Fiber from sheep, goats, camels ;-), alpaca, llama, or other animals. Sheared wool comes from live animals. Pulled wool comes from pelts of slaughtered animals. Reused wool comes from worn clothing. Reprocessed wool comes from scraps of new fabric.
Usually associated with fiber or fabric made from the fleece of sheep or lamb. However, the term "wool" can also apply to all animal hair fibers, including the hair of the Cashmere or Angora goat or the specialty hair fibers of the camel, alpaca, llama, or vicuna. Commonly used in slacks and outerwear.
Fibers that grow on the sheep fleece. There are varieties of wool such as Alpaca, Angora, Botany, Cashmere, Merino and Shetland.
A protein fiber usually associated with fiber or fabric made from the fleece of sheep or lambs. However, the term 'wool' can also apply to all animal hair fibers, including the hair of the Cashmere or Angora goat or the specialty hair fibers of the camel, alpaca, llama, or vicuna. Wool is very resilient and resistant to wrinkling. It is renewed by moisture and well known for its warmth. It absorbs and releases moisture slowly, which allows excellent insulating capabilities and breathability. It can even hold 30% of its own weight without feeling damp.
Wool is the fiber derived from the hair of domesticated animals, usually sheep.
(Eco Wool) – Sheared from free range roaming sheep that have not been subjected to toxic flea dipping, and have not been treated with chemicals, dyes, or bleaches. Eco wool comes in natural tones of white, grey and black.
Wool-like - Refers to a non-wool fabric with a warm hand that feels like natural wool.
Wool fabric brings to mind cozy warmth. Some wools are scratchy giving some people the idea that they are "allergic" to wool. Although wool fiber comes from a variety of animal coats, not all wool’s are scratchy but rather extremely soft. The wool fibers have crimps or curls which create pockets and gives the wool a spongy feel and creates insulation for the wearer. The outside surface of the fiber consists of a series of serrated scales which overlap each other much like the scales of a fish. Wool is the only fiber with such serration’s which make it possible for the fibers to cling together and produce felt. The same serration’s will also cling together tightly when wool is improperly washed and shrinks! Wool will not only return to its original position after being stretched or creased, it will absorb up to 30% of its weight in moisture without feeling damp. Its unique properties allow shaping and tailoring, making the wool the most popular fabric for tailoring fine garments. Wool is also dirt resistant, flame resistant, and, in many weaves, resists wear and tearing.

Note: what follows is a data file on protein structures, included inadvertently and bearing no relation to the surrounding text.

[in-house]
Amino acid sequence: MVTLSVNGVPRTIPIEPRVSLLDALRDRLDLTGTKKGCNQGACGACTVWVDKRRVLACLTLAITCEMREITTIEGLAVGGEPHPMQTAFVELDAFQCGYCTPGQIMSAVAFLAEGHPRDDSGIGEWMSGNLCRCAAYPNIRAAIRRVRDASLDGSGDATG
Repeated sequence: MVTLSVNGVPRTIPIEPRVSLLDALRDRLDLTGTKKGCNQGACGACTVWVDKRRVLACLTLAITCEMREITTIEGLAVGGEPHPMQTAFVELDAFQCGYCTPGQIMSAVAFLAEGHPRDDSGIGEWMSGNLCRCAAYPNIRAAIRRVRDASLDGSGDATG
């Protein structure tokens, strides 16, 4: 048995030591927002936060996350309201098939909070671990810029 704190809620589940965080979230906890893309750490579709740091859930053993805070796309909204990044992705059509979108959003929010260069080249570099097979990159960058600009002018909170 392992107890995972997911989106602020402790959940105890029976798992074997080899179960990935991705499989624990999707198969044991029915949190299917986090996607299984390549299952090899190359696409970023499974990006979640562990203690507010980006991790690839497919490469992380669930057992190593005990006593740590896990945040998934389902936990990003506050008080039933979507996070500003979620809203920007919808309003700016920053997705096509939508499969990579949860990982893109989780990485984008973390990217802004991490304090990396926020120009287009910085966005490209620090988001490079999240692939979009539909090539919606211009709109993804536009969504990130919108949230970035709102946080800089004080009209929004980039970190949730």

Basically, there are two different processes used in wool production. Woolen fabrics have a soft feel and fuzzy surface, very little shine or sheen, will not hold a crease, and are heavier and bulkier than worsteds. Blankets, scarves, coating, and some fabrics are considered woolens. Worsted wool is smoother than woolen, takes shine more easily, does not sag, holds a crease well, is lighter and less bulky, and wears longer than woolen. Worsted wool’s require a greater number of processes, during which fibers are arranged parallel to each other. The smoother, harder-surface worsted yarns produce smoother fabrics with a minimum of fuzziness and nap. Fine worsted wool is even seen in clothing for athletics such as tennis. No, they are not hotter than polyester but actually cooler, as the weave of the fabric allows wool to absorb perspiration and the fabric "breathes," unlike polyester.
Made from sheep, most famous being Merino wool
a fabric made from the hair of sheep
fiber sheared from animals (such as sheep) and twisted into yarn for weaving
outer coat of especially sheep and yaks
Usually associated with fiber or fabric made from the fleece of sheep or lamb. However, the term "wool" can also apply to all animal hair fibers, including the hair of the Cashmere or Angora goat or the specialty hair fibers of the camel, alpaca, llama, or vicuna.